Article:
9. In her judgment, the trial court only said:
…. The motor bike, radio and phone disappeared that morning at the same time the accused disappeared. Only one conclusion is to be drawn out of this and it is that the accused disappeared with the missing items. I therefore have no doubt that it’s the accused who stole the complainants’ property. The Prosecution have proved their case beyond reasonable doubt. I find the accused guilty in both counts. I convict him under section 215 of CPC.
Signed and dated this 5th day of April, 2019.
N M IDAGWA, RM
10. On the sentence the trial court said:
COURT: Accused mitigation noted he is hereby sentenced to 5 years imprisonment. 14 days Right of appeal explained. The sentence to run from 28/8/2018.
N M IDAGWA, RM
11. Although it said that it “found the accused guilty in both counts”, without complying with section 169 of the Criminal Procedure Code, the trial court exacerbated the error in imposing one omnibus sentence for the two offences. That was plainly wrong as omnibus sentences are impermissible (See Kiarie & Another v. The Republic (Note) (1980) KLR 52 (Sachdeva, J.) citing R v. Meyerowitz (1947) 14 EACA 130 and Mohamed Warsama, H.T. Musa Aboker, Bab Majelo v. R (1956) 23 EACA 576. The trial court should have convicted on both counts of the charge sheet and passed separate respective for each count. There must be a sentence on each offence. See Kiarie v. R (1975) EA 324 (Trevelyan & Waiyaki, JJ.).
12. If the trial court’s sentence were considered to have been intended to apply to the both counts, imprisonment for five (5) years for the offence of general theft charged under Count II would be illegal for exceeding the maximum prescribed under section 275 of the Penal Code, and as regards the offence of theft of motor cycle under section 278A of the Penal Code charged in Count I, which has a maximum penalty of seven (7) years imprisonment, the sentence of imprisonment for five (5) years would be excessive for the appellant in this case who is a first offender.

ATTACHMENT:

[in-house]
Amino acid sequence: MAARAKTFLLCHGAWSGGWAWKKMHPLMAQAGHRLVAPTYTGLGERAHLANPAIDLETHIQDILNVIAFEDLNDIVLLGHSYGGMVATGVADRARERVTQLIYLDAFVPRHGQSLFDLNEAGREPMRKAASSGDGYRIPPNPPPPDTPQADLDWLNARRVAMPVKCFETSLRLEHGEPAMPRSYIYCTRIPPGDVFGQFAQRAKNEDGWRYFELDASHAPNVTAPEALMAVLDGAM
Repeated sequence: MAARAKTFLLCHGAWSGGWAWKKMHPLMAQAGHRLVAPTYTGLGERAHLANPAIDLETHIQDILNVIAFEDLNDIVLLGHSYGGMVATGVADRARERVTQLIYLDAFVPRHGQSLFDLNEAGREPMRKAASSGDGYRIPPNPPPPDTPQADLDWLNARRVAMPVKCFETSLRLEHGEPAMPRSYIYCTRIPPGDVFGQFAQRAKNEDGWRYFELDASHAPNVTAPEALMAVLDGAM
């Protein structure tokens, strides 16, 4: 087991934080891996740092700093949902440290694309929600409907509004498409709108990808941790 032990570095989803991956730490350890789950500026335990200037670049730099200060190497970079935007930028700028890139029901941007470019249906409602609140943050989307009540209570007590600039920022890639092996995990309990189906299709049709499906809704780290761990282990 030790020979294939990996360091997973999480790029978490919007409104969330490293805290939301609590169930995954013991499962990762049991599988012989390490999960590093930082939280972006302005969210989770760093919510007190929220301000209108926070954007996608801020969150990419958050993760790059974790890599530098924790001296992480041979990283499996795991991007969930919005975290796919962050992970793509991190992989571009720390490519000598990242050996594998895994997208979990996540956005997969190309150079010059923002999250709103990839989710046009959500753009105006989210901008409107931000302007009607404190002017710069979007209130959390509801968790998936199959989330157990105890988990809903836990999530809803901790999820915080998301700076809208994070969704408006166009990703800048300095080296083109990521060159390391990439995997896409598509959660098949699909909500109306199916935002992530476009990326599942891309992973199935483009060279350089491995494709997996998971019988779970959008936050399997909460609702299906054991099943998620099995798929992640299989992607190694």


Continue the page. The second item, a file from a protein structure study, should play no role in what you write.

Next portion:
Principles for appellate interference with sentence
13. On the test of Wanjema v. R (1971) EA 493, 494, the appellate court is entitled to interfere with the sentencing discretion of the trial court in view of the plain error of omnibus sentence and the illegality of the sentence with regard to Count No. II.
14. A sentence of imprisonment for four (4) years with respect to the theft of the motor cycle in Count I and two (2) years for general theft of the mobile phone in Count II meets the justice of the case. As the two offences were committed as part of the same transaction, the sentences of imprisonment herein passed will be served concurrently (see Odero v. R (1984) KLR 621).
15. Accordingly, for the reasons set out above, the court makes the following orders on the appellant’s appeal:
1. The appellant’s appeal against conviction is dismissed. The Court will however, as in Kiarie v. R (1975) EA 324, put the matter right by amending the record and entering convictions for theft of motor cycle contrary to section 278A of the Penal Code in Count I and stealing contrary to section 275 as read with section 268 of the Penal Code in Count II.
2. The omnibus sentence of imprisonment for five (5) years imposed on the appellant by the trial court is set aside.
3. The appellant is sentenced to serve imprisonment for four (4) years for offence of stealing a motor cycle contrary to section 278A of the Penal Code charged in Count I and imprisonment for a term of two (2) years for stealing contrary to section 275 as read with section 268 of the Penal Code charged in Count II.
4. The sentences will be served concurrently, and commence on 28/8/2018 as ordered by the trial court.
DATED AND DELIVERED THIS 22ND DAY OF OCTOBER 2020.
EDWARD M. MURIITHI
Appellant present in person.
Ms. Kitilit, Prosecution Counsel for the Respondent.